Lately things in my life have been pretty hard, kind of like I've been running uphill. Having a broken jaw is not fun. In fact it really sucks. I have these wires on my teeth (I look like 'Jaws' from the old James Bond movies) and my diet is 100% liquid for probably another month. I miss being able to chew on delicious bacon, bite into a big juicy hamburger and gorge myself on crunchy snacks. To be perfectly honest, I have been struggling quite a lot with the trauma of my accident and my new face. When I look in the mirror I see a different face. I know I am still the same person but it is amazing how one's changed appearance impacts the psyche. But I am determined to not let the negativity drag me down. So as I recover I have decided to try and focus on some positives and talk about something I'm pretty good at. And that is running uphill.
Casting my mind back over some of the amazing memories of my running life, one memory in particular jumps out and puts a smile, albeit a very crooked smile on my face.
Back when I was in year 7 (my first year of high school) I was a pretty good little cross country runner. I'd been running with my local athletics club for about a year and frequently came in the top 10 in my age category of local fun runs. I was much shorter than many of the boys I was running against. Also, I arrived pretty late to the puberty party so I was one of the last boys to get hair on my legs and various other places.
After finishing 2nd at my school cross country I was super excited that I would get the opportunity to represent my school at the Zone carnival which was to be held at a local farm, 'Willandra', that had been converted into a rather scenic but gruelling course. It was a 4 km loop that ran over numerous undulating grassy hills with rarely a flat moment on the course. At about the halfway point the course would disappear from the view of spectators behind a massive hill. The 'back hill' was dreaded by many runners. Around 300 metres up a very steep incline that saw most runners break into a walk or even a vomit. At the summit of the hill the runners would reappear on an exposed grassy area that was visible to the spectators once again. as the course then continued down a very steep decline that would often see 'jelly-legged' runners fall over. Over the years I would run on this course countless times recording some great performances but on the day of the Zone carnival back when I was in year 7 I had one of the greatest moments of my running life.
So the race started like all races between high school boys. Too fast and with everyone trying to prove themselves in the first 200 metres. Everyone wanted to be in1st place at the first sharp right turn where the course narrows down to a goat track of sorts. With about 50 boys in the race I didn't want to finish last. I knew that I had to finish in the top 8 if I wanted to qualify for the Regional cross country. I knew that I was a chance to finish in the top 10 and maybe, just maybe get in the top 8 if I ran well.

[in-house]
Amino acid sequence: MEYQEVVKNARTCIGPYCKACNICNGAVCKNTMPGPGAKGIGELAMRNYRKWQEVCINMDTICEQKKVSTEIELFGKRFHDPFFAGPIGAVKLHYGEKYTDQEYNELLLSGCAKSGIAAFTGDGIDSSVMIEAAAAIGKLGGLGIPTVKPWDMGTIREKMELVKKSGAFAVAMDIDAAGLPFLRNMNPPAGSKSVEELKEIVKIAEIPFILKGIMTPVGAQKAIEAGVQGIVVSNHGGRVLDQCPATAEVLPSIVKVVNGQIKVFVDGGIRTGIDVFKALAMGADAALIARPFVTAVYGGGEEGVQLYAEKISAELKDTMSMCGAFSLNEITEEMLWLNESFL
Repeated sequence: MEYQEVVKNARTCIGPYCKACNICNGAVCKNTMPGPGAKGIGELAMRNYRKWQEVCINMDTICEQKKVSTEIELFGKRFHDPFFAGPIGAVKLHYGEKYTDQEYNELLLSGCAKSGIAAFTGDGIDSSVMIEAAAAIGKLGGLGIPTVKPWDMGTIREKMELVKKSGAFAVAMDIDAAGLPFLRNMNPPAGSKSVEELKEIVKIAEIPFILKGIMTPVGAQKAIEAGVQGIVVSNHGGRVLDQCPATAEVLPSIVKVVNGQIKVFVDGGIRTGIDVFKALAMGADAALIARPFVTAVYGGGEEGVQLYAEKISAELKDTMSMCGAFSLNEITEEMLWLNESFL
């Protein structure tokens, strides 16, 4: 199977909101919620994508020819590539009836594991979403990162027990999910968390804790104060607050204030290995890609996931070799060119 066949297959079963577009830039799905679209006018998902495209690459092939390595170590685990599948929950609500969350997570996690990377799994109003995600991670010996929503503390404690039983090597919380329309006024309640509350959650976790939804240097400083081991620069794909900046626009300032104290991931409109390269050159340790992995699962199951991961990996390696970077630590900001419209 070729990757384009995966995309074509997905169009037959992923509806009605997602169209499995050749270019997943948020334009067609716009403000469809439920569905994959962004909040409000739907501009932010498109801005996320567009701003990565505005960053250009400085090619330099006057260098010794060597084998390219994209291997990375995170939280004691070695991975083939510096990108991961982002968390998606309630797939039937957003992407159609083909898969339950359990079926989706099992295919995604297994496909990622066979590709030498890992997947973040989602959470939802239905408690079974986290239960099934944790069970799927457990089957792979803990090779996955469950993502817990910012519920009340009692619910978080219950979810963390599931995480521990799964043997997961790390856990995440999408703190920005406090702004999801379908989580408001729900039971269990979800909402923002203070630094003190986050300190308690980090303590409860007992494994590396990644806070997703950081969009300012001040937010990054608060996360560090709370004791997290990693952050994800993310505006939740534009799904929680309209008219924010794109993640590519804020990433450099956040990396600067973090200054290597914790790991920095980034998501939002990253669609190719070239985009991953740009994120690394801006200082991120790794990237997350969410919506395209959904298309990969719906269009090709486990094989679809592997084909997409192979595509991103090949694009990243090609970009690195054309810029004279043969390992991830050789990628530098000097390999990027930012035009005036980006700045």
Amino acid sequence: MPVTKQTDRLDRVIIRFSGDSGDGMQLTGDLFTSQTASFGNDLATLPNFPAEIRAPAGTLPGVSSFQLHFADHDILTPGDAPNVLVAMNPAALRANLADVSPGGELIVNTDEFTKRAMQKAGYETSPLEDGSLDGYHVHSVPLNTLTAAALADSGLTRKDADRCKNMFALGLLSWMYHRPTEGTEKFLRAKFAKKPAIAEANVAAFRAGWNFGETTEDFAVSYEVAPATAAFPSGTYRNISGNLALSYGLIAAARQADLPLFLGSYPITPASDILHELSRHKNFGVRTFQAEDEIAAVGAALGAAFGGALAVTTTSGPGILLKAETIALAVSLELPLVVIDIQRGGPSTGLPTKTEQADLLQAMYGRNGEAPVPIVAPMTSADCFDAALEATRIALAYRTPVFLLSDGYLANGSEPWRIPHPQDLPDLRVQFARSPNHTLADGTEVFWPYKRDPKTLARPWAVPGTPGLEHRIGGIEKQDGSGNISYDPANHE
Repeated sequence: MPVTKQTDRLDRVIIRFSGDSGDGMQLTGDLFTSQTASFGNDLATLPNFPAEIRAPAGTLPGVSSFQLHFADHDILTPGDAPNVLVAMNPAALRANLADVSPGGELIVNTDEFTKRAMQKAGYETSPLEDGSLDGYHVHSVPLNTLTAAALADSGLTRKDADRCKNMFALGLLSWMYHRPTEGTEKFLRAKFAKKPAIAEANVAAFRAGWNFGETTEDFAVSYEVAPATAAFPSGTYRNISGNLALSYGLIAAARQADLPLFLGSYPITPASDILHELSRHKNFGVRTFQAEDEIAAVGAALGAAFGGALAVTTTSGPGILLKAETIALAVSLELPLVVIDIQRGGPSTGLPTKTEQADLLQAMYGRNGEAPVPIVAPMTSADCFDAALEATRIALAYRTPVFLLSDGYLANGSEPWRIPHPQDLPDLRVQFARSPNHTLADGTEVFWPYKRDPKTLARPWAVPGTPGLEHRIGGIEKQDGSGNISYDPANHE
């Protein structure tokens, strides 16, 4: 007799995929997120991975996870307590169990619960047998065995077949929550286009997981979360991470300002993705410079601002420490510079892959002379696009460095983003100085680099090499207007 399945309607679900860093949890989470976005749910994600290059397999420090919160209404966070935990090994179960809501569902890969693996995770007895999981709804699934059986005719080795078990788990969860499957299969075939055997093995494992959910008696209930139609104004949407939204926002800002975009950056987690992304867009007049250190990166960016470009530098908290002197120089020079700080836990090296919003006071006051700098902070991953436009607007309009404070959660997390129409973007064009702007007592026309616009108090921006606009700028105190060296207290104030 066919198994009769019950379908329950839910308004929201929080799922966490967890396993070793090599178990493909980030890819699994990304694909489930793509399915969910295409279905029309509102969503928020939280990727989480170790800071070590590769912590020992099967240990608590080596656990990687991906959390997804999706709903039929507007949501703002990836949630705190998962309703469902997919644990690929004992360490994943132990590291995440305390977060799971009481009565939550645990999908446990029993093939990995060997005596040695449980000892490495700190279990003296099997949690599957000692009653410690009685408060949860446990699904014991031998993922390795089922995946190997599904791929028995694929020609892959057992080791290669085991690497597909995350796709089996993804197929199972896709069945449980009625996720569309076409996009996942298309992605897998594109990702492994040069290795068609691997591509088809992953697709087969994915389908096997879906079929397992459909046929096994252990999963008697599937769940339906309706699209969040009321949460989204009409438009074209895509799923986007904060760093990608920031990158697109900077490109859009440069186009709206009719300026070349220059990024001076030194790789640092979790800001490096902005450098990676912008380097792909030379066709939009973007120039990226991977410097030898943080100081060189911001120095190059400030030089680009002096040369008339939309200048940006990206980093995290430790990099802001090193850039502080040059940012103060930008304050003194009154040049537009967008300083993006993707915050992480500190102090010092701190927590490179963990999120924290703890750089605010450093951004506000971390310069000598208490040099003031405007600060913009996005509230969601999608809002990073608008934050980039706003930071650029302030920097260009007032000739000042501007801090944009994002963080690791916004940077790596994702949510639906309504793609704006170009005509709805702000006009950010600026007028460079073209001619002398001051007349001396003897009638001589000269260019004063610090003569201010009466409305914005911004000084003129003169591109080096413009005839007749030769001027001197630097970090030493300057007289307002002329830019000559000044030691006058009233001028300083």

About 500 metres into the race I was sitting way back in about 20th place and was already feeling the burn of the of fast start. I've never been a sprinter and have always loathed fast starts.
At around the 1.5km mark I caught a glimpse of the lead group of about 6 or 7 guys. They'd already put about 50 metres on me. I didn't like my chances. But then we hit the 'back hill'.
Almost immediately a few runners near me started walking. Good. I passed them and felt a nice surge of adrenaline in the process. I suddenly felt relaxed yet focused. My heart slowed My breathing slowed. Each breath felt deliberate and powerful. I leaned into the hill and kicked like a mule. I passed two more runners then I could see the leaders less than 25 metres in front of me. I felt light and fast. I cruised past 8th place. Then 7th. 6th. 5th and 4th. The top three were still moving well. But with about 50 metres left in the hill I moved past them and into 1st place. I couldn't believe it... I was winning! I kept going.
As I crested the summit of the 'back hill' in clear first place, I glanced over towards the finish line which was about 500 metres away in a straight line (there was still about 1.7-1.8kms left in the race though). I could hear a dull roar coming from the spectators but there was one spectator who I could hear more clearly than anyone else. My dad. I could hear him screaming in disbelief and excitement. His son was winning! I was excited and scared. Could I hold my lead?